Third-Party Use of Similar Marks Relevant to Strength of Opposer’s Trademark

The Federal Circuit explained that evidence of third-party use bears on the strength or weakness of an opposer’s mark. In this case, which arose as an appeal from the TTAB, the evidence demonstrated“ubiquitous use of paw prints on clothing as source identifiers. According to the Federal Circuit, given the widespread use of paw prints, consumers would know to look for additional indicia of origin rather than just the paw designs. The evidence, therefore, demonstrated that consumers are not as likely confused by different, albeit similar looking, paw prints.

Court Reverses Indefiniteness Under Nautilus; Design Patents for Surgical Shears are Valid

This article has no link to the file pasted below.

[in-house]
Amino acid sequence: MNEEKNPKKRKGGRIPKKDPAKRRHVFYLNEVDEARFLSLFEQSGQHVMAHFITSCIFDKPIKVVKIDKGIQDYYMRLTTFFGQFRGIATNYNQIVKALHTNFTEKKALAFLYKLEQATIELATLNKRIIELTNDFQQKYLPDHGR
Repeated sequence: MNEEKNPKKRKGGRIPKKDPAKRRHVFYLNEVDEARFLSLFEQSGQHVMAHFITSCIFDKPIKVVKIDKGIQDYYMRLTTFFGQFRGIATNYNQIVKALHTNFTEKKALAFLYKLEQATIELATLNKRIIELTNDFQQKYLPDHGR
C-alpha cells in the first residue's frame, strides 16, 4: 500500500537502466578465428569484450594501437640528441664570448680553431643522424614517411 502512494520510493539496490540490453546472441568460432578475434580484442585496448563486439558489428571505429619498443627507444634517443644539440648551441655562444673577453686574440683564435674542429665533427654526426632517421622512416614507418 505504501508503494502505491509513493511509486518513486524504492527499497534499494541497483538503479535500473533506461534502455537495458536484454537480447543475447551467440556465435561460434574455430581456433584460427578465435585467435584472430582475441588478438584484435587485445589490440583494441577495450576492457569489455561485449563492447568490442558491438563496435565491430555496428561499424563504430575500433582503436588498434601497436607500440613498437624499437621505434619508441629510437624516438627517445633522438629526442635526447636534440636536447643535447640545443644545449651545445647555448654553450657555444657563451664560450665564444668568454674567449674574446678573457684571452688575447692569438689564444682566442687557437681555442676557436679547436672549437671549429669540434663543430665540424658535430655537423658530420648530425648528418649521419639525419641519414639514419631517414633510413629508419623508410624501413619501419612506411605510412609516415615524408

Ethicon sued Covidien in the Ohio district court for infringement of utility and design patents directed to ultrasonic surgical shear devices. The court granted Covidien’s motions for summary judgment, concluding that one patent was invalid as indefinite, that another patent was not infringed by Covidien’s products, and that several design patents were invalid as functional and were not infringed. Ethicon appealed the judgment to the Federal Circuit. The Federal Circuit reversed on indefiniteness, reversed the district court’s determination that Ethicon’s design patents were invalid as primarily functional, and vacated the summary judgment of non-infringement for a surgical shears patent.

Litigation Formulated Invalidity Challenge Can Prevent Enhanced Damages for Willful Infringement